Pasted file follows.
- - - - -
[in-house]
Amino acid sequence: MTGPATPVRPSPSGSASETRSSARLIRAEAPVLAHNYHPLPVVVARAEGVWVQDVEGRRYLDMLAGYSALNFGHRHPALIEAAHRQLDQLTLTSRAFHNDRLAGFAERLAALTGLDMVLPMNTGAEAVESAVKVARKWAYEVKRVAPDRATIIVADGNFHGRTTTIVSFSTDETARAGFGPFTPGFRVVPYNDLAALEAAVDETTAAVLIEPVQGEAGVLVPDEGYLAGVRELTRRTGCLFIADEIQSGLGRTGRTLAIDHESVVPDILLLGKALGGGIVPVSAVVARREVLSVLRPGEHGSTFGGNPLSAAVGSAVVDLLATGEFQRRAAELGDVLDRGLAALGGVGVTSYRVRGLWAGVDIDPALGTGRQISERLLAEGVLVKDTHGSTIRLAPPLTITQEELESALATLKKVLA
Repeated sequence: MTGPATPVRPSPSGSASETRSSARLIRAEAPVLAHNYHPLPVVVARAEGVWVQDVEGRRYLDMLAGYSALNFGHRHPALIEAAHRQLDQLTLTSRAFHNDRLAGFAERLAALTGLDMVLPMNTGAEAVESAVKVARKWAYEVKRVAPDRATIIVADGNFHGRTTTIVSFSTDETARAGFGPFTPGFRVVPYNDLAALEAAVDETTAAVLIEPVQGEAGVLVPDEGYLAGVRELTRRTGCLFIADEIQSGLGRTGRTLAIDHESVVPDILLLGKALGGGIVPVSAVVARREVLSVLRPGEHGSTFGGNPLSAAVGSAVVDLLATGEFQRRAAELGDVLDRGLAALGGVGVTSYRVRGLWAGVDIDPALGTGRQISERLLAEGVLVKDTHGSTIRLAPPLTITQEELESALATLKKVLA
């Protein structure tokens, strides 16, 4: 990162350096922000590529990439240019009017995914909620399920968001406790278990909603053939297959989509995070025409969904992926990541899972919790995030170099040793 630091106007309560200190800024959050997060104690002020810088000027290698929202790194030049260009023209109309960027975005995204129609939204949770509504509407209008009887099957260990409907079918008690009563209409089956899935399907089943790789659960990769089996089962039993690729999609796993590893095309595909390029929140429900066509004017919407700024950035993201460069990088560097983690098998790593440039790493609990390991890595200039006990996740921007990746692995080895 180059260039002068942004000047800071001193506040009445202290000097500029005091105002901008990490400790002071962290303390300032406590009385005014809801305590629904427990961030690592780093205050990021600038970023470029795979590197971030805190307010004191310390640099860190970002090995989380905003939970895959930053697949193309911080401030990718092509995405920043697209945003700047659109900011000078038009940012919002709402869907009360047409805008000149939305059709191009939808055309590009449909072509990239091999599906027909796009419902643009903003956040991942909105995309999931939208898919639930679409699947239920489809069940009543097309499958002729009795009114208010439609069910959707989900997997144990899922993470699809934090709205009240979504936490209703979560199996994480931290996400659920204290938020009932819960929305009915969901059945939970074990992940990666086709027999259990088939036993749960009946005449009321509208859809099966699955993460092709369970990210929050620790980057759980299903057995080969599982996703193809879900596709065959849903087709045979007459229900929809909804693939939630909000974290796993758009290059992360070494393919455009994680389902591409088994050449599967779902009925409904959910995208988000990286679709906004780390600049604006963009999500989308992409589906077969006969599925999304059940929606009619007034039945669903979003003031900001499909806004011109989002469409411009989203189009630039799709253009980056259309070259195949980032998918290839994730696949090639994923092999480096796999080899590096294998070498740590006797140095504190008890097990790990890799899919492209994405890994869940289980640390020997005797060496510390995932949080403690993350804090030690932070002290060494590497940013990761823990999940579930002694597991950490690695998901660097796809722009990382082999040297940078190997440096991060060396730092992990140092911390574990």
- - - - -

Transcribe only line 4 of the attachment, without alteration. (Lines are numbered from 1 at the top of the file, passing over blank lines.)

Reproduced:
């Protein structure tokens, strides 16, 4: 990162350096922000590529990439240019009017995914909620399920968001406790278990909603053939297959989509995070025409969904992926990541899972919790995030170099040793 630091106007309560200190800024959050997060104690002020810088000027290698929202790194030049260009023209109309960027975005995204129609939204949770509504509407209008009887099957260990409907079918008690009563209409089956899935399907089943790789659960990769089996089962039993690729999609796993590893095309595909390029929140429900066509004017919407700024950035993201460069990088560097983690098998790593440039790493609990390991890595200039006990996740921007990746692995080895 180059260039002068942004000047800071001193506040009445202290000097500029005091105002901008990490400790002071962290303390300032406590009385005014809801305590629904427990961030690592780093205050990021600038970023470029795979590197971030805190307010004191310390640099860190970002090995989380905003939970895959930053697949193309911080401030990718092509995405920043697209945003700047659109900011000078038009940012919002709402869907009360047409805008000149939305059709191009939808055309590009449909072509990239091999599906027909796009419902643009903003956040991942909105995309999931939208898919639930679409699947239920489809069940009543097309499958002729009795009114208010439609069910959707989900997997144990899922993470699809934090709205009240979504936490209703979560199996994480931290996400659920204290938020009932819960929305009915969901059945939970074990992940990666086709027999259990088939036993749960009946005449009321509208859809099966699955993460092709369970990210929050620790980057759980299903057995080969599982996703193809879900596709065959849903087709045979007459229900929809909804693939939630909000974290796993758009290059992360070494393919455009994680389902591409088994050449599967779902009925409904959910995208988000990286679709906004780390600049604006963009999500989308992409589906077969006969599925999304059940929606009619007034039945669903979003003031900001499909806004011109989002469409411009989203189009630039799709253009980056259309070259195949980032998918290839994730696949090639994923092999480096796999080899590096294998070498740590006797140095504190008890097990790990890799899919492209994405890994869940289980640390020997005797060496510390995932949080403690993350804090030690932070002290060494590497940013990761823990999940579930002694597991950490690695998901660097796809722009990382082999040297940078190997440096991060060396730092992990140092911390574990």